In another of their “great” contributions, CO2 science has decided to take issue with a recent publication by Charlie Veron on the critical importance of 350ppm for the survivals coral reef (see here for our writeup at Climate Shifts). The issue seems to focus upon a series of unambiguous statements as to where we stand … Continue reading Pseudo “CO2 Science”
An AGW skeptic organization “The Center for the Study of Carbon Dioxide and Global Change” just posted a summary of a recent paper I was lead author on (Bruno et al. 2009 – Jez blogged about it here) on their website CO2 science: “Corals vs. Macroalgae in a CO2-Enriched and Warmer World: Which is destined to predominate?” … Continue reading Slimed by “CO2 science”
Remember the last time you tried to reason with someone who constantly took your words out of context in an attempt to argue an opposite futile point? If that left you smiling politely while shaking your head, you probably felt like me after reading the article “Coral Reefs and Climate Change: Unproved Assumptions” by the … Continue reading CO2 non-science journalism is not doing the World a favour
I must admit, the first time I saw this article I nearly fell out of my chair. Entitled "Coral Calcification and Photosynthesis in a CO2-Enriched World of the Future", the article attempts to make sense of a recent publication by Lydie Herfort et al entitled "Biocarbonate stimulation of calcification and photosynthesis in two hermatypic corals" by providing a stereotypical ‘skeptic’ view:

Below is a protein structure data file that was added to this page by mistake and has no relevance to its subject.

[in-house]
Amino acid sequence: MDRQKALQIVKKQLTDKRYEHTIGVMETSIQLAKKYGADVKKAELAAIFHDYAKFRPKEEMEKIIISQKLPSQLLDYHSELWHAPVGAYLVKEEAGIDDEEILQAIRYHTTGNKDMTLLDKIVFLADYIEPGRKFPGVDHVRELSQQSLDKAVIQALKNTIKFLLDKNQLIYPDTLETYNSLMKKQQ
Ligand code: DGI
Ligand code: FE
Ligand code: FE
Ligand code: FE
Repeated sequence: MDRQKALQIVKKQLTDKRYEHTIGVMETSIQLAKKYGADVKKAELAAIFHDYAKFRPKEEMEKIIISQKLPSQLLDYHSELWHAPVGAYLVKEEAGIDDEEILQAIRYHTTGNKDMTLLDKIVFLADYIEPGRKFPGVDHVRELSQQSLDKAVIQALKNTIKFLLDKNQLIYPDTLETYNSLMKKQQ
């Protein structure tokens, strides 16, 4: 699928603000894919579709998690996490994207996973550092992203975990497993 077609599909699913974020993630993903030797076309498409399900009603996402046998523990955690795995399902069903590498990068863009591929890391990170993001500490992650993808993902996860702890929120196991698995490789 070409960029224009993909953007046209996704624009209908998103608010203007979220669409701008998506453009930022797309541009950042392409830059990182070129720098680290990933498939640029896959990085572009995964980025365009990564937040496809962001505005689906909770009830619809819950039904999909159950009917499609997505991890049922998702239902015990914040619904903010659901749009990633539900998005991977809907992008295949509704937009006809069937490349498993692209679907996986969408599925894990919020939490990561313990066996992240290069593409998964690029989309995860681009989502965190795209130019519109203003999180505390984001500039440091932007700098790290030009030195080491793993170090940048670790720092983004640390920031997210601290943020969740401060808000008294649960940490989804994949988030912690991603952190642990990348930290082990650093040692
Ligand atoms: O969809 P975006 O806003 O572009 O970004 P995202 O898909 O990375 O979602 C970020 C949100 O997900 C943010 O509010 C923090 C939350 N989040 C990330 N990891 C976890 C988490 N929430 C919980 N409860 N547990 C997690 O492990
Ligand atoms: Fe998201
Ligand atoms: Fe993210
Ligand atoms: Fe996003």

"As ever more pertinent evidence accumulates, however, the true story appears to be just the opposite of what these climate alarmists continue to tell us."
Odd how that it is always the exception to the rule is the ‘true’ story – ignoring the vast quantity of peer-reviewed literature on the topic. A bit of background here: as part of the "Centre for the Study of Carbon Dioxide and Global Change", the Idso family (Craig, Keith and Sherwood) publish a pseudo-journal entitled CO2 Science (see here for their ‘interpretations’ on other recent coral publications). A little digging reveals that the Centre (of which Craig is the chairman and founder and Sherwood the president) is part funded by Exxon (amongst other sources). Not that this in itself is much of an issue (or indeed much of a surprise), as Sherwood Idso views it:
"It is self-evident, for example, that one need not know from whence a person’s or organization’s funding comes in order to evaluate the reasonableness of what they say, if – and this is a very important qualification – one carefully studies the writings of people on both sides of the issue"
The key problem here is that the Idso et al seem to have a fairly obvious agenda, which couldn’t be further from addressing both sides of the issue: